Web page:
At some point in my late teenage years, I read a book called The Prophet by Khalil Gibran.
Gibran is a Lebanese-born poet, writer, and artist who lived from 1883 -1931…📖
And, while he was quite prolific during his career…
The Prophet is one of his most famous works…
Having been translated into over 100 different languages (which makes it one of the most translated books in history). ✒
The premise of the book is pretty straightforward…
A wise prophet has been living abroad for 12 years…
And as he’s about to board a ship that will take him back home…🚢
A group of townspeople stop him and ask for his views on all kinds of existential topics like life, death, children, giving, work, sorry, laws, etc. 🗣
What follows is an avalanche of aphorisms and stanzas…
All very simple and easy to read/understand…
But powerful and effective in their lyrical beauty.
And, while there are many great lines in The Prophet…
The one that has always stuck out the most to me is:
“Work is love made visible.”
Because when you internalize this maxim and accept its truth….
Your perspective on everything changes.
To truly understand why, it helps to read this longer excerpt from the same chapter where this line appears:
But I say to you that when you work you fulfill a part of earth’s furthest dream, assigned to you when the dream was born,
And in keeping yourself with labour you are in truth loving life,
And to love life through labour is to be intimate with life’s inmost secret.
You have been told also that life is darkness, and in your weariness you echo what was said by the weary.
And I say that life is indeed darkness save when there is urge,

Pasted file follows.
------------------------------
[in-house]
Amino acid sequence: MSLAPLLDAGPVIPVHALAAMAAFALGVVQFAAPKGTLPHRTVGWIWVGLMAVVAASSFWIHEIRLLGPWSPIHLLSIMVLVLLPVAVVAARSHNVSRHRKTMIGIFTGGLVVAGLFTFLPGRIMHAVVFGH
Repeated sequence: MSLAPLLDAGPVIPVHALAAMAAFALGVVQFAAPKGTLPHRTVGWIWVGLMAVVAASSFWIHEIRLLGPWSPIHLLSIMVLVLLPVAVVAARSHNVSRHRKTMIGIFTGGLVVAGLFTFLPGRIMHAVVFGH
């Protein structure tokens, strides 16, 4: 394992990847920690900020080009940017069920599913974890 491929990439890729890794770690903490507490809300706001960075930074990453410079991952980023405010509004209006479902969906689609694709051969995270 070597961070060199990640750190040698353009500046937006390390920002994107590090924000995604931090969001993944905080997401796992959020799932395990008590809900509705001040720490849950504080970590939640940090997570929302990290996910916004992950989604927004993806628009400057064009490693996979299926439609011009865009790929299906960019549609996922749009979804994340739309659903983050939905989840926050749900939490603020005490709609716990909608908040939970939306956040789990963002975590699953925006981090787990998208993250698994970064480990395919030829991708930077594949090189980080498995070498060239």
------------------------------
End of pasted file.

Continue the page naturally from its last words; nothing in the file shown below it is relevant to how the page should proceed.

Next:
And all urge is blind save when there is knowledge,
And all knowledge is vain save when there is work,
And all work is empty save when there is love;
And when you work with love you bind yourself to yourself, and to one another, and to God.
And what is it to work with love?
It is to weave the cloth with threads drawn from your heart, even as if your beloved were to wear that cloth.
It is to build a house with affection, even as if your beloved were to dwell in that house.
It is to sow seeds with tenderness and reap the harvest with joy, even as if your beloved were to eat the fruit.
It is to charge all things you fashion with a breath of your own spirit,
And to know that all the blessed dead are standing about you and watching.”
So, the reason I love that line from Gibran so much (that work is love made visible)…
Is because he’s relating our craft to the highest of purposes.
“Laboring” for us is something essential.
Something spiritually nourishing and fulfilling.
At least, that’s how it should be.
And if you don’t feel that way, and don’t think you ever could, then Gibran has advice for you as well:
“And if you cannot work with love but only with distaste, it is better that you should leave your work and sit at the gate of the temple and take alms of those who work with joy.
For if you bake bread with indifference, you bake a bitter bread that feeds but half man’s hunger.
And if you grudge the crushing of the grapes, your grudge distils a poison in the wine.
And if you sing though as angels, and love not the singing, you muffle man’s ears to the voices of the day and the voices of the night.”
So, for me, personally…
I try to relate this philosophy back to everything I do…
And I’ve found that Gibran seems to be right.
When I approach my work with love…
It feels like I’m tapping into something primordial.
Something that’s not unique to me…
But that’s inherent in all of us.
I believe we all have the opportunity to do the same thing…
But it’s up to us to decide:
Do we approach our work with love, or with indifference?
We get that choice.
But if you look at virtually every one of the most successful people in the world…
The answer is almost always love.
P.S. If you want to read the full section on “Work,” you can do so here.
P.P.S. This post originally came from an email I sent to my private list. If you want to see more stuff like this from me, you can apply to join my list using this link.